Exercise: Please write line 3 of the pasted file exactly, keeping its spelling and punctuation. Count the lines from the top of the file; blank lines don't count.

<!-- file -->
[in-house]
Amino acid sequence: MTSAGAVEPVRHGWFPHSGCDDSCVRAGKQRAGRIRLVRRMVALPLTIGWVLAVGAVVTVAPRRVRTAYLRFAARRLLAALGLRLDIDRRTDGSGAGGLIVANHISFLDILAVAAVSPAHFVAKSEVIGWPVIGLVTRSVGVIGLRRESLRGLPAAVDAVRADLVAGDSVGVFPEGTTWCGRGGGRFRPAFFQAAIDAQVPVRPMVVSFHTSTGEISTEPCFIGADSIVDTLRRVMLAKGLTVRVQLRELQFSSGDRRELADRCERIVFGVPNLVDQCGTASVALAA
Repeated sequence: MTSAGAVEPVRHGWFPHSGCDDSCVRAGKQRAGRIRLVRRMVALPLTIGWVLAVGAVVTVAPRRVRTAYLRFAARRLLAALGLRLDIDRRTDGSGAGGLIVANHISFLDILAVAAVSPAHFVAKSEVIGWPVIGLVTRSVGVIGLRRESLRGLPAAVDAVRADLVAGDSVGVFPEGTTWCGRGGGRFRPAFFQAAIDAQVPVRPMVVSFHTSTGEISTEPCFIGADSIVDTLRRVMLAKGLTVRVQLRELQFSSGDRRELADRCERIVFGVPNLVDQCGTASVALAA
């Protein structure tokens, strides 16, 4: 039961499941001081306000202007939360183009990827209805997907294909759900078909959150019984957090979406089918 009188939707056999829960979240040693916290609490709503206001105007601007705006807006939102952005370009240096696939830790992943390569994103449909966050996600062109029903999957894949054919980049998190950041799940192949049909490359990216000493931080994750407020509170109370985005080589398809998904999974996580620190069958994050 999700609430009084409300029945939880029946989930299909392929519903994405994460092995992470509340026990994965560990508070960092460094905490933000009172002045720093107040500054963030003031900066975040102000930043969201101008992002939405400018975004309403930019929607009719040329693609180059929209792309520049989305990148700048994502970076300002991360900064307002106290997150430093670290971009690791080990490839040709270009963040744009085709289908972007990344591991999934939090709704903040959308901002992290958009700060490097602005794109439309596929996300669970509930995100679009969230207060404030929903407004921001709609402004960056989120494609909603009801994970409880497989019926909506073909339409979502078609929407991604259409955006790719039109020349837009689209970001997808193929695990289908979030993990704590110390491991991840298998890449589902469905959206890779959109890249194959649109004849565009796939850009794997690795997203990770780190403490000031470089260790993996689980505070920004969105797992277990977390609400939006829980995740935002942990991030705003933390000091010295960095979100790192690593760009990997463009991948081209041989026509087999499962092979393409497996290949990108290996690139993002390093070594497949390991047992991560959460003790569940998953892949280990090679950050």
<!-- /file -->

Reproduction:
Repeated sequence: MTSAGAVEPVRHGWFPHSGCDDSCVRAGKQRAGRIRLVRRMVALPLTIGWVLAVGAVVTVAPRRVRTAYLRFAARRLLAALGLRLDIDRRTDGSGAGGLIVANHISFLDILAVAAVSPAHFVAKSEVIGWPVIGLVTRSVGVIGLRRESLRGLPAAVDAVRADLVAGDSVGVFPEGTTWCGRGGGRFRPAFFQAAIDAQVPVRPMVVSFHTSTGEISTEPCFIGADSIVDTLRRVMLAKGLTVRVQLRELQFSSGDRRELADRCERIVFGVPNLVDQCGTASVALAA